Jannee Parker Martin, LeadingAge California: For the first time in history, California’s “grayest generation” will outnumber young children. That’s why Gov. Gavin Newsom’s master plan for aging will be so important.
Watching Gov. Gavin Newsom focus some of his youthful energy on the issue of aging is both refreshing and clearly required, especially given his observation that California is getting grayer in staggering numbers.
Newsom noted in his State of the State address in February that California’s over-65 population will nearly double to 8.6 million in the next decade. Recently, he issued an executive order to devise a plan that will help the aging population of the Golden State better enjoy its golden years.
In charging a cabinet-level workgroup with developing a Master Plan for Aging by Oct. 1, 2020, Gov. Newsom is tackling a formidable, long-term challenge. This population segment is projected to balloon from one out of every seven Californians today to one in four by 2050. That’s a breathtaking 80% jump in just three decades.
As someone integrally involved with planning and improving senior living and care, I found the governor’s acknowledgement that we need to be ready for this boon to be a tremendous relief.
For the first time in history, California’s “grayest generation” will outnumber young children. But numbers tell only a fraction of the story.
Much of our graying population faces growing problems. Some arise from the changing nature of gray demographics. Today’s older Americans are likelier than ever to be single, childless, to live alone, and to have lower incomes and smaller or nonexistent retirement resources.
There are other financial challenges. Most older adults live on a fixed income. In much of the state, particularly its large urban centers, fixed incomes provide little if any wiggle room to cover sky-high rents, the single largest expense for most older adults.
According to the UCLA Center for Health Policy Research, over 75% of low-income older tenants in California spend more than a third of their income on rent in a notoriously tight housing market.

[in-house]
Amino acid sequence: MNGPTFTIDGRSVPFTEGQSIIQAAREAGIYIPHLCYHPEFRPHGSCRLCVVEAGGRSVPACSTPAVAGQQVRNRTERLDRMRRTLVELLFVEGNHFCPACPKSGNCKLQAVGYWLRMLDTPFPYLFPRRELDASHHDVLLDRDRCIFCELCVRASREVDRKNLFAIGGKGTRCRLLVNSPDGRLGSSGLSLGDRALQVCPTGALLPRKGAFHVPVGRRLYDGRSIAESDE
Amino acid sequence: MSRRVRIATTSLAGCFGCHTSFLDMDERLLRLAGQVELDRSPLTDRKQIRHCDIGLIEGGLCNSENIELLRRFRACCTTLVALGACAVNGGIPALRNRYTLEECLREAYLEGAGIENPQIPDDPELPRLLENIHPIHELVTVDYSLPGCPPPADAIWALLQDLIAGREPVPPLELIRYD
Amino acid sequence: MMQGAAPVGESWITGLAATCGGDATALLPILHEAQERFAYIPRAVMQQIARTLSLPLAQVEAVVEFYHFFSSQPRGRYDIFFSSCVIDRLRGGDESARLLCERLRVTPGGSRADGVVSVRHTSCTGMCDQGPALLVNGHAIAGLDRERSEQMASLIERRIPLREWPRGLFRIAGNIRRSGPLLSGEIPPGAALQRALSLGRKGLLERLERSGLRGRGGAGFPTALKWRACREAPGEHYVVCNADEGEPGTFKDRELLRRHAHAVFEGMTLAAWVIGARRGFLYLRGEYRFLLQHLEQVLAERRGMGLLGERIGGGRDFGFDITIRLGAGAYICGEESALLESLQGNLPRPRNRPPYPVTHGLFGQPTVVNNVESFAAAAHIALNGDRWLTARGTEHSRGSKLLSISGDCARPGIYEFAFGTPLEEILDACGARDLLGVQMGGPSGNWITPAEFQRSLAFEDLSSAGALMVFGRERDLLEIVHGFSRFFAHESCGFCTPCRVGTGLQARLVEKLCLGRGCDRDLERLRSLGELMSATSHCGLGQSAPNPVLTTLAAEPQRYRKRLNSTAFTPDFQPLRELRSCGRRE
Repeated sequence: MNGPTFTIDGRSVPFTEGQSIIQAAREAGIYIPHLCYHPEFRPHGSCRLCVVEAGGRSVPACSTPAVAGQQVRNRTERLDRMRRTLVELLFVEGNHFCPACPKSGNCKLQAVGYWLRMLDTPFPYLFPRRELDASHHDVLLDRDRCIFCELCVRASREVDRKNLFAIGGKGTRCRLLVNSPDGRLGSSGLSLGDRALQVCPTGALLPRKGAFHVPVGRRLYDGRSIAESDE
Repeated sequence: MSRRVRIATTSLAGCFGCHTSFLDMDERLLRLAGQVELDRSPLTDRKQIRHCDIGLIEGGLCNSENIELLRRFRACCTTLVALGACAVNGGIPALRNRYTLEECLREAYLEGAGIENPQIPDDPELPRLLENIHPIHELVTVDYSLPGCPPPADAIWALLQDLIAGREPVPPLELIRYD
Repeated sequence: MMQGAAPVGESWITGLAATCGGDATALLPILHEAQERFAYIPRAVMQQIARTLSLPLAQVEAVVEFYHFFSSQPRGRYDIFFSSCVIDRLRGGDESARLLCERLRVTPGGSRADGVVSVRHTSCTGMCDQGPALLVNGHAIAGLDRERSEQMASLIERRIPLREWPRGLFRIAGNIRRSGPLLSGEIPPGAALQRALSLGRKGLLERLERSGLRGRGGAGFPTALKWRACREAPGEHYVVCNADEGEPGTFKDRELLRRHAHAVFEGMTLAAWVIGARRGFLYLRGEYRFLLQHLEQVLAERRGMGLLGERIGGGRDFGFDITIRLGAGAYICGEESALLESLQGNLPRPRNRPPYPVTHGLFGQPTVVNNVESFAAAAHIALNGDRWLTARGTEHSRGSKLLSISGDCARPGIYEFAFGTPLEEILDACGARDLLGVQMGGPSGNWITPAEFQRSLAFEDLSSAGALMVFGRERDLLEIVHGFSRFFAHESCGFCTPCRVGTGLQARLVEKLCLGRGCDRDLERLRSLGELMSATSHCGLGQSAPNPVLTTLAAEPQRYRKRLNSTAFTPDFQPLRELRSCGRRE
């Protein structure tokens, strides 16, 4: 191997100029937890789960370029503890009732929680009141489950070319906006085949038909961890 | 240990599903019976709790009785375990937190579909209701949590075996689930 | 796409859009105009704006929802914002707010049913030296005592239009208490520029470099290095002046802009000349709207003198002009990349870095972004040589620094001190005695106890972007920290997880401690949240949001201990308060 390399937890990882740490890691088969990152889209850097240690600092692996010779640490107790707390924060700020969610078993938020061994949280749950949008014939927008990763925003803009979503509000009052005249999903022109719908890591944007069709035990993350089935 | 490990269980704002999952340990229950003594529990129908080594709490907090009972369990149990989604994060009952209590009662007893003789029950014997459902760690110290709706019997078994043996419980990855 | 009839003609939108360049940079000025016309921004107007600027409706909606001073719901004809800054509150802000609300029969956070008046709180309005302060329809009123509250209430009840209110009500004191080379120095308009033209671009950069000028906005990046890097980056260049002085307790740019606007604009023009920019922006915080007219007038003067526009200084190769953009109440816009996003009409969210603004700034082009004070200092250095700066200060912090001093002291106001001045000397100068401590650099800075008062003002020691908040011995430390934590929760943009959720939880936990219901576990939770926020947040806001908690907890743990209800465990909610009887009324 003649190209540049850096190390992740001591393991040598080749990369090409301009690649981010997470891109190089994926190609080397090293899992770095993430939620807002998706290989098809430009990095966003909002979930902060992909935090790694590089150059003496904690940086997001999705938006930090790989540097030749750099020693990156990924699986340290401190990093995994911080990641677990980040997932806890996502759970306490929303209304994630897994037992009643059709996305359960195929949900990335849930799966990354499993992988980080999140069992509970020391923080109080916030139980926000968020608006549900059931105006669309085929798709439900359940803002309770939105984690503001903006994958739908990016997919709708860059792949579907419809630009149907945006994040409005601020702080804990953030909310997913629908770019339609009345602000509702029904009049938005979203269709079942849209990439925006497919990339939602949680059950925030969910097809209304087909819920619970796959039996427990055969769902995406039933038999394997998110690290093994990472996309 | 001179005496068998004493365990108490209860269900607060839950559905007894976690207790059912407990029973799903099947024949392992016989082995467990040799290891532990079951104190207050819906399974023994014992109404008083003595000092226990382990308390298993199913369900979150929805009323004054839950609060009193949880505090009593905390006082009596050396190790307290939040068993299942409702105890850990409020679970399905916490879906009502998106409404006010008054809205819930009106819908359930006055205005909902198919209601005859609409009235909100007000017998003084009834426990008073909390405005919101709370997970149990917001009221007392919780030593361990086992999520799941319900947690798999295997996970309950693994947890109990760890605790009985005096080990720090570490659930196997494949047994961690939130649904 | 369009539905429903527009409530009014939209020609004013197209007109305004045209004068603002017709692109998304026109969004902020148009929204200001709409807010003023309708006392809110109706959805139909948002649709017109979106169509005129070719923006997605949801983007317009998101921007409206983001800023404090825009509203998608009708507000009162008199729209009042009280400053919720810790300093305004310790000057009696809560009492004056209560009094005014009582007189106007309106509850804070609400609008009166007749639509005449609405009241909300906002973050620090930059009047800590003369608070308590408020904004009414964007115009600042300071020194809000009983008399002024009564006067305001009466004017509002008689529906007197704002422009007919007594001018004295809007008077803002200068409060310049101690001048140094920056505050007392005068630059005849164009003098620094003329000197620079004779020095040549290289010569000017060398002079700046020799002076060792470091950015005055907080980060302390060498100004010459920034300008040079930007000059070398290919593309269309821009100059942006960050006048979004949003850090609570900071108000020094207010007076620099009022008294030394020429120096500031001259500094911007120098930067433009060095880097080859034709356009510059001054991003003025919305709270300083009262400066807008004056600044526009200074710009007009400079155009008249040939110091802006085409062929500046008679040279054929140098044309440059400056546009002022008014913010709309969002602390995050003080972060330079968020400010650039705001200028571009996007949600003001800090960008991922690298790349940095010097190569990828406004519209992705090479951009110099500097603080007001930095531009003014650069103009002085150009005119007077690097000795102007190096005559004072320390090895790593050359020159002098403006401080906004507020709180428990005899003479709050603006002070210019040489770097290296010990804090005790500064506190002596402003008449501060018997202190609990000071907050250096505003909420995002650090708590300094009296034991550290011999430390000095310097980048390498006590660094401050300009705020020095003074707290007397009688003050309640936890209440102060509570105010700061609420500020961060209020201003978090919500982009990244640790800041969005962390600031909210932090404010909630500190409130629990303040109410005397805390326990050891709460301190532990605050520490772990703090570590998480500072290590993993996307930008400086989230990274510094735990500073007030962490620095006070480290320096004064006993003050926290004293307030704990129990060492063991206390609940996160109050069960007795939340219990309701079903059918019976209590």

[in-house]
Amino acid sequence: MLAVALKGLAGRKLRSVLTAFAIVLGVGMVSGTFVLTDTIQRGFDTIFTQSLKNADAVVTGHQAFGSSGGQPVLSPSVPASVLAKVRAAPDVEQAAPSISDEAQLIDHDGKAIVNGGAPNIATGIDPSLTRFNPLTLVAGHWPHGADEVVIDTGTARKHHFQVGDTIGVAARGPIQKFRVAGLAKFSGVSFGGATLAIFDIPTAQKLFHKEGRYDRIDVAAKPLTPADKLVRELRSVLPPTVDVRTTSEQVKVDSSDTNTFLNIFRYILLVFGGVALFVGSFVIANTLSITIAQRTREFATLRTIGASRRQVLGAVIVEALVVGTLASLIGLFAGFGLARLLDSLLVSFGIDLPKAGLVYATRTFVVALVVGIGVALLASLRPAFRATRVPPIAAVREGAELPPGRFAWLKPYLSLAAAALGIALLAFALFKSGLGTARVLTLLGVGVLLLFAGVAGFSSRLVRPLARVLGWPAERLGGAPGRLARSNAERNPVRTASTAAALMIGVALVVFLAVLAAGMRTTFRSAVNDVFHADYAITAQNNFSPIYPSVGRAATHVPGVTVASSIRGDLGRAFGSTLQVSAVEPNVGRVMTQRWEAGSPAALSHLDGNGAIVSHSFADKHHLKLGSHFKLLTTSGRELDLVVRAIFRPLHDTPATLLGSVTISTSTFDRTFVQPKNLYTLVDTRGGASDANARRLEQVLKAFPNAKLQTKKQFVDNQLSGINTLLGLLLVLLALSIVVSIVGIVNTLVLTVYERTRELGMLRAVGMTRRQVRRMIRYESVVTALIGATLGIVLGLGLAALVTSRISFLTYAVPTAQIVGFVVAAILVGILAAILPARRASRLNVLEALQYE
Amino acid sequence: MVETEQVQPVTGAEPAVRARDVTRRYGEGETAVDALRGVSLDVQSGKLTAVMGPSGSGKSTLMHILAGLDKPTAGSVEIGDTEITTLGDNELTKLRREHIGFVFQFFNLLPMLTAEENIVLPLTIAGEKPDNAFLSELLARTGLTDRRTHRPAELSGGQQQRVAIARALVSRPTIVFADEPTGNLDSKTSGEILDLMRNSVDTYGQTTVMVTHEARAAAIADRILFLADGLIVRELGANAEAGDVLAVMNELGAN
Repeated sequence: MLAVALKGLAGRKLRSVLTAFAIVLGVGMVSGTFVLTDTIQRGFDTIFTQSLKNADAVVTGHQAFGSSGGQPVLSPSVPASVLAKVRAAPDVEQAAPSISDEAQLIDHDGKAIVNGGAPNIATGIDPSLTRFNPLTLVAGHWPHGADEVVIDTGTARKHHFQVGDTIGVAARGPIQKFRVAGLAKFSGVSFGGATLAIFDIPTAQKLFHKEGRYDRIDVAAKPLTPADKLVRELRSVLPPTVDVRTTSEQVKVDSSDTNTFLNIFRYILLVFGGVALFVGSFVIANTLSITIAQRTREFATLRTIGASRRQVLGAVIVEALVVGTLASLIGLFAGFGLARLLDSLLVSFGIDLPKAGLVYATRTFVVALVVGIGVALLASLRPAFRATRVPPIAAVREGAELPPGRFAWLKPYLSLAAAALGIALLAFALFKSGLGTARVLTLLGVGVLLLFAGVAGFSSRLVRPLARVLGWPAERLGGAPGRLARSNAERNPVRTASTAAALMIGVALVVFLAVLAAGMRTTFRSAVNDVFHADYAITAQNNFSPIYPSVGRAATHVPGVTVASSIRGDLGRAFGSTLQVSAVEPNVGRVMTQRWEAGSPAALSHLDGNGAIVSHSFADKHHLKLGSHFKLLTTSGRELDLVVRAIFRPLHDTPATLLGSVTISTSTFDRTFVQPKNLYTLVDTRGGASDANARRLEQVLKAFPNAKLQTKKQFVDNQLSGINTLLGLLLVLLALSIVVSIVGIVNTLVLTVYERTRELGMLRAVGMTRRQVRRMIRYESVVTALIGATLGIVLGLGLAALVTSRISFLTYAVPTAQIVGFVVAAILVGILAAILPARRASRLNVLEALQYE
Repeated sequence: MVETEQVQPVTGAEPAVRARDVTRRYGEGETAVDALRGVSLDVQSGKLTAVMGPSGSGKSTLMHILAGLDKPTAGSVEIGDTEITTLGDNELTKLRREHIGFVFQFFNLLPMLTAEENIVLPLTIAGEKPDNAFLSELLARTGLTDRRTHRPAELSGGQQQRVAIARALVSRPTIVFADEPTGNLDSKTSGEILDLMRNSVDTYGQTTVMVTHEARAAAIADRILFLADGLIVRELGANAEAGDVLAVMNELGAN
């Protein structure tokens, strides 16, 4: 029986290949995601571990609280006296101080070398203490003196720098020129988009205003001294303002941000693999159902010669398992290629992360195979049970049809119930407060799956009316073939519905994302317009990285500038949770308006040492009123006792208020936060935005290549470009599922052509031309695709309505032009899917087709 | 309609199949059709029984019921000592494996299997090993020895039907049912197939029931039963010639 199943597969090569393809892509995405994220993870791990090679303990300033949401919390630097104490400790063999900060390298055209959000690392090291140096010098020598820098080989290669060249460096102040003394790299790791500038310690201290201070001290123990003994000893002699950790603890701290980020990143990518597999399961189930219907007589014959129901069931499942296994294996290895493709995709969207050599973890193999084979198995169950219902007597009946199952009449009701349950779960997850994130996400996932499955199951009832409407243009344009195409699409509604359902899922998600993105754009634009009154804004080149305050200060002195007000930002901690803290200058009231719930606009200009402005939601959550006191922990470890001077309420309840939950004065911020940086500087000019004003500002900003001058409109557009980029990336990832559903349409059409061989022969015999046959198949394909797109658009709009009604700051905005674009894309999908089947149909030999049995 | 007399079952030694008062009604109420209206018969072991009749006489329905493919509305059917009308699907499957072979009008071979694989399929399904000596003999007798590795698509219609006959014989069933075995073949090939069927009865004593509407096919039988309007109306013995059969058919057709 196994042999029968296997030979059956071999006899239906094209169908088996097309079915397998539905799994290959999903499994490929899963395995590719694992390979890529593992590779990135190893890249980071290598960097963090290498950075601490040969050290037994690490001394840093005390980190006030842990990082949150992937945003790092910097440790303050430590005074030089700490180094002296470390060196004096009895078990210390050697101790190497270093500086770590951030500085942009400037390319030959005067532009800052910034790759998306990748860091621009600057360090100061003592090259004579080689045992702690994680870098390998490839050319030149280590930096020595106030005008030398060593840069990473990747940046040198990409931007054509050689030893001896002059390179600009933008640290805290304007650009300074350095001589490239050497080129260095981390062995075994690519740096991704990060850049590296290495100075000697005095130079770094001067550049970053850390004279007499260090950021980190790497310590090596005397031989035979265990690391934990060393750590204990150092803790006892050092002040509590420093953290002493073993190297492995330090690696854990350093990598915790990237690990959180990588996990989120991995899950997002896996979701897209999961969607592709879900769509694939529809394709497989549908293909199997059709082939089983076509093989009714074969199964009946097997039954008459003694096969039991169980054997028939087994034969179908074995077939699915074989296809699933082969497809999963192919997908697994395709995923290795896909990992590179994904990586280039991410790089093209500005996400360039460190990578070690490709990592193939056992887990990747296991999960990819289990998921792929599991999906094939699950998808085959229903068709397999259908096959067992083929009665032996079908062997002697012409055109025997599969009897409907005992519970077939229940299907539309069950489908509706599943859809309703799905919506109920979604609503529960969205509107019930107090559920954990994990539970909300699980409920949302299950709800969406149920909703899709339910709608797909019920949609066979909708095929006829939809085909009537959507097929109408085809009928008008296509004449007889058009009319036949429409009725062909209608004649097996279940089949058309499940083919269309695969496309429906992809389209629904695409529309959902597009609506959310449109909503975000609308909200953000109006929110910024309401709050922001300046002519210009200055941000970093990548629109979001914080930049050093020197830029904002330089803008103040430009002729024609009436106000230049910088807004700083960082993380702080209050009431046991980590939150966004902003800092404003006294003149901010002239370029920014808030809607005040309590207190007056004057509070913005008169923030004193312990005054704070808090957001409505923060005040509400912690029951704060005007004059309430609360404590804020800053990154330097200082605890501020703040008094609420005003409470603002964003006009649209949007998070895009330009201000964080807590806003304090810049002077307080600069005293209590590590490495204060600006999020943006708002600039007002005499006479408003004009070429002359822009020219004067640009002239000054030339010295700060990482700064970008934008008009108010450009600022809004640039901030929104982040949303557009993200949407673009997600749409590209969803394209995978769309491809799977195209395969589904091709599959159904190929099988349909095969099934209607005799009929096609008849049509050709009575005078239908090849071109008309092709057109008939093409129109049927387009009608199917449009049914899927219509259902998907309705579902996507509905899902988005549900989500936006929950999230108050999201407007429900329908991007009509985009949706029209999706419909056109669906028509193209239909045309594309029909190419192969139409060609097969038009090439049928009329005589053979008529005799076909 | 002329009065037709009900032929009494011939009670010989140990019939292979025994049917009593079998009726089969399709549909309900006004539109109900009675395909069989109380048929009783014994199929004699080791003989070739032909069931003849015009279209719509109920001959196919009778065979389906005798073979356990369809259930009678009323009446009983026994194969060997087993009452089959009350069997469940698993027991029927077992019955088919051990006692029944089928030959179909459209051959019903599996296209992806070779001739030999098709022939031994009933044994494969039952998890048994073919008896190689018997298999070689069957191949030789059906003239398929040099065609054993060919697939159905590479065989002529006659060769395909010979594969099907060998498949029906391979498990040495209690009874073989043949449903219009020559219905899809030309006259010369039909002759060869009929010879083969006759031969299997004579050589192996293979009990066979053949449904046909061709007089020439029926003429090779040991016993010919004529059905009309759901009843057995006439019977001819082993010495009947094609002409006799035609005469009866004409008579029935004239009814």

For many older Californians, decent housing is out of reach, and this plays a significant role in the fact that one in every five California residents over 65 lives in poverty, a higher proportion than in any other state.
Poverty among Californians over 65 is even more common for women, African Americans, Latinos and people in poor health. The result: Older adults–and others–are fleeing the state, with the Bay Area leading the nation in outward migration.
Coupled with the high cost of housing–and, in much of the state, the high overall cost of living–is the need that many older Californians confront for long-term care, for which few are financially well prepared.
In fact, many are wiped out by the need for long-term care and must eventually rely on Medi-Cal when their savings run dry.
The infrastructure of aging is also facing challenges. The growing number of older Californians require ever larger numbers of qualified caregivers and providers of long-term services and support.
According to the state Employment Development Department, in just the next five years California will require over 200,000 additional personal care aides and roughly 13,000 additional certified home health aides–which, incidentally, will further stress the housing market.
Clearly, these multifaceted challenges require a holistic response–precisely the kind of response that Gov. Newsom’s Master Plan for Aging appears aimed at creating: a harnessing of the resources of government at all levels in concert with the energy and ingenuity of both for-profit and not-for-profit entities.
Jeannee Parker Martin is president and chief executive officer of LeadingAge California, whose members represent nonprofit providers of senior living and care, email@example.com. She wrote this commentary for CalMatters.
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